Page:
This morning, Massimo sent me a link that popped up as part of a Google alert for the keyword “Arduino”. It was the story ofÂ Ahmed Bassiouny, beautifully eulogized by Kent Mensah of AfricaNews.com. Bassiouny was one of the activists killed during the Egyptian protests that led to Mubarak’s resignation. Â He was also an sound and video artist and a teaching assistant at Â at the Faculty of Art Education, Painting and Drawing Department, Helwan University. He was married and had two children.
I wouldn’t have run across this particular story if it weren’t for Massimo’s news alert, and the story doesn’t have anything to do with Arduino or digital art, except for the fact that it was one of this guy’s passions. Â Knowing that made the events of the past few weeks feel much more personal, to me. The photo below, of Ahmed and a colleague displaying one of his works, is a scene I’ve witnessed a thousand times before, of an excited artist trying out a new palette. Â It’s the kind of moment that makes me excited about coming to work each day. Today, it’s a scene that made me cry.
It’s easy to forget in the course of daily life that the people we work with have lives and experiences much richer than we discuss on an everyday basis. Â Often their experiences are far more profound than anything I’ve experienced ourselves. Â I’m thinking of several past and present students and colleagues who’ve lived through events like those of the past few weeks. For them, it’s a part of who they are now. For me, I am in awe of their courage and passion. It’s both humbling and comforting to be reminded that the people who change the world aren’t carved out of granite or descended from the heavens. Â They’re the ones you’re sitting next to.
Condolences to Ahmed Bassiouny’sÂ family and friends. He seems like someone I’d have liked to meet.
Thanks to Massimo Banzi for the link and to Kent Mensah for writing the story.
Last year, along with other members of the Arduino team and colleagues from several other open source hardware makers, I attended theÂ Open Hardware Summit in New York. We began working on a definition and statement of principles for producing open hardware. Â The discussion was grounded in our experience running our businesses, and we aimed to capture both the pragmatic realities of open hardware and the best practices in a definition that could help guide companies and individuals trying to work this way.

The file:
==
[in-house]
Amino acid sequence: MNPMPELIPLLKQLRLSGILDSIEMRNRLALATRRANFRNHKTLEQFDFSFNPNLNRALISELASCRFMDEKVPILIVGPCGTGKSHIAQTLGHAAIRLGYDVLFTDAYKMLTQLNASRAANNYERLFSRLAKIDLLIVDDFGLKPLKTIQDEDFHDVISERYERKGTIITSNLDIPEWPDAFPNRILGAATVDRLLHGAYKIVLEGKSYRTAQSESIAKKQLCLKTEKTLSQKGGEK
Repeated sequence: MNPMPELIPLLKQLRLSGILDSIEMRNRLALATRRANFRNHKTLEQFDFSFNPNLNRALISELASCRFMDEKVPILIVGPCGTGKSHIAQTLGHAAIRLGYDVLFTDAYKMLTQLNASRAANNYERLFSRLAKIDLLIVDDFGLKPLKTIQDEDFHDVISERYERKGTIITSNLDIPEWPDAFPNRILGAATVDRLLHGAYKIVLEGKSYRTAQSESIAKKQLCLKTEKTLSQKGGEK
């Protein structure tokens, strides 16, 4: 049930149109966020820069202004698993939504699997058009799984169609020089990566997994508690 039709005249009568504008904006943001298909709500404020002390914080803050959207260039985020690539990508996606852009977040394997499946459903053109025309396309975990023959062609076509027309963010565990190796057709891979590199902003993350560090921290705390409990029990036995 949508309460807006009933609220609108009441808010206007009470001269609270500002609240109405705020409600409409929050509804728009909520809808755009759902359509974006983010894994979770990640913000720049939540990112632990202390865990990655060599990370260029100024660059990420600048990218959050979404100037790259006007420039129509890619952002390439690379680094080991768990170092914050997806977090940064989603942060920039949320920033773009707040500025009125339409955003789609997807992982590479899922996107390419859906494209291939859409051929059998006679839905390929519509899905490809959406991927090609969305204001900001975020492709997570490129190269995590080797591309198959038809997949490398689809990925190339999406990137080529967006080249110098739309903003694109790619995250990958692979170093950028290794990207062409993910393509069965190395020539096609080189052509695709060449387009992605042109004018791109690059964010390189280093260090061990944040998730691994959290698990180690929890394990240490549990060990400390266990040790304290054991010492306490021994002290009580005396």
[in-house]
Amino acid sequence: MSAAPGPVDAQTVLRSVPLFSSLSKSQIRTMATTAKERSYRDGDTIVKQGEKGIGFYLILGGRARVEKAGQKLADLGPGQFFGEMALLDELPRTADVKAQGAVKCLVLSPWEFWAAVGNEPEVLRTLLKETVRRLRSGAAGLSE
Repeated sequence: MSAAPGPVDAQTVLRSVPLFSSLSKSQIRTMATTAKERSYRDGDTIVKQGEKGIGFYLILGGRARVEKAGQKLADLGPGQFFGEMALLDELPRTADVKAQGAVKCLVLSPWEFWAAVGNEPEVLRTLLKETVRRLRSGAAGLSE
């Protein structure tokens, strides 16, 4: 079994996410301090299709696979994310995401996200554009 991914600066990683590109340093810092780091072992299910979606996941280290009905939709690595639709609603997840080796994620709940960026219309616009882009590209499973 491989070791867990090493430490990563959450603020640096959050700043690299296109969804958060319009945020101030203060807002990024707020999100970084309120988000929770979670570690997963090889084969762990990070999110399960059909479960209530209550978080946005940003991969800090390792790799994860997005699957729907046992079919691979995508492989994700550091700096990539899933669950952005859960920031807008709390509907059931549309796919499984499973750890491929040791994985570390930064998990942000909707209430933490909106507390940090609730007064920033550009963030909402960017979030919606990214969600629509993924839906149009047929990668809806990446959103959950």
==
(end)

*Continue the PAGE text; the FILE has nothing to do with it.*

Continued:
We’re happy to announce that after several months of discussion, writing, and debate, version 1.0 of theÂ open source hardware definition and statement of principles has been released. Though many people were involved, praise and credit has to go to Ayah Bdeir, who, along with Alicia Gibb, got the ball rolling, and wrangled a sometimes difficult and opinionated group into consensus. I admire Ayah’s spirit, and her ability to combine diplomacy and brute emotional force to get things done.
The definition is a good starting point to talk about what open source hardware is, what best practices are, and how the businesses making it work. Â My hope is that it will lead to more mainstream adoption of open source hardware practices. Hopefully someday soon we’ll see a major consumer device that’s manufactured using these principles.
Now, to move forward, please HELP:
3. Show your support of the OSHW Definition byÂ applying the definition to your work/project/website
This is a very important step in propelling our movement forward. PLEASE FORWARD FAR AND WIDE.
So what exactly is open source hardware? Â We’re getting closer to a consensus definition, thanks to Ayah Bdeir and Eyebeam. Â A few months ago, she put together a workshop on open source hardware, and invited a group of people who are making businesses of it, along with some great legal practitioners working on open source issues. It wasn’t a comprehensive group, but there were a lot of smart and practical people there to get some good work done.Â We talked about our work and the practicalities of running open source businesses, we argued about what the limits of openness are, and we started working on a draft of a working definition. The discussion continued online, as did the writing and the arguing.